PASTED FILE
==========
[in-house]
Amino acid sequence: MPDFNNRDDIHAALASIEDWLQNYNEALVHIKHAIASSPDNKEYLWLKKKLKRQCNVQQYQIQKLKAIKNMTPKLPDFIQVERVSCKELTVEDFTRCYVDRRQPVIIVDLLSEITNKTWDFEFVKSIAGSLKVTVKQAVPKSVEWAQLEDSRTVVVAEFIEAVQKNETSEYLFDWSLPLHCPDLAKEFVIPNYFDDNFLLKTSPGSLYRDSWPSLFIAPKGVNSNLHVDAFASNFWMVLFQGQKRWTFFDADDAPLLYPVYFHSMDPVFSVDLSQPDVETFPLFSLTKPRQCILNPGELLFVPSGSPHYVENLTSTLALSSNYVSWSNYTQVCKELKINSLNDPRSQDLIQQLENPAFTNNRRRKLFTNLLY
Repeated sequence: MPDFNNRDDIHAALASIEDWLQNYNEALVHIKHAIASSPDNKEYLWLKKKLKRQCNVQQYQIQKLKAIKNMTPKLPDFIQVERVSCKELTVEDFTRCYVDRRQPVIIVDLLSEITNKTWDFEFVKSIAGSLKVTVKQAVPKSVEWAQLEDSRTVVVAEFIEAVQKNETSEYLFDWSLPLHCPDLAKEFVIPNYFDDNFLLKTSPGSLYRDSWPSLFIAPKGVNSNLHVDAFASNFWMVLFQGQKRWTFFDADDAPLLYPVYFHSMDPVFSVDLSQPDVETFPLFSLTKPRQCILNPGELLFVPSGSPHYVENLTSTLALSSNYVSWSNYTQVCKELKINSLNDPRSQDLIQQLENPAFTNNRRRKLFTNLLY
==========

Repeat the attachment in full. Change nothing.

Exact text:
[in-house]
Amino acid sequence: MPDFNNRDDIHAALASIEDWLQNYNEALVHIKHAIASSPDNKEYLWLKKKLKRQCNVQQYQIQKLKAIKNMTPKLPDFIQVERVSCKELTVEDFTRCYVDRRQPVIIVDLLSEITNKTWDFEFVKSIAGSLKVTVKQAVPKSVEWAQLEDSRTVVVAEFIEAVQKNETSEYLFDWSLPLHCPDLAKEFVIPNYFDDNFLLKTSPGSLYRDSWPSLFIAPKGVNSNLHVDAFASNFWMVLFQGQKRWTFFDADDAPLLYPVYFHSMDPVFSVDLSQPDVETFPLFSLTKPRQCILNPGELLFVPSGSPHYVENLTSTLALSSNYVSWSNYTQVCKELKINSLNDPRSQDLIQQLENPAFTNNRRRKLFTNLLY
Repeated sequence: MPDFNNRDDIHAALASIEDWLQNYNEALVHIKHAIASSPDNKEYLWLKKKLKRQCNVQQYQIQKLKAIKNMTPKLPDFIQVERVSCKELTVEDFTRCYVDRRQPVIIVDLLSEITNKTWDFEFVKSIAGSLKVTVKQAVPKSVEWAQLEDSRTVVVAEFIEAVQKNETSEYLFDWSLPLHCPDLAKEFVIPNYFDDNFLLKTSPGSLYRDSWPSLFIAPKGVNSNLHVDAFASNFWMVLFQGQKRWTFFDADDAPLLYPVYFHSMDPVFSVDLSQPDVETFPLFSLTKPRQCILNPGELLFVPSGSPHYVENLTSTLALSSNYVSWSNYTQVCKELKINSLNDPRSQDLIQQLENPAFTNNRRRKLFTNLLY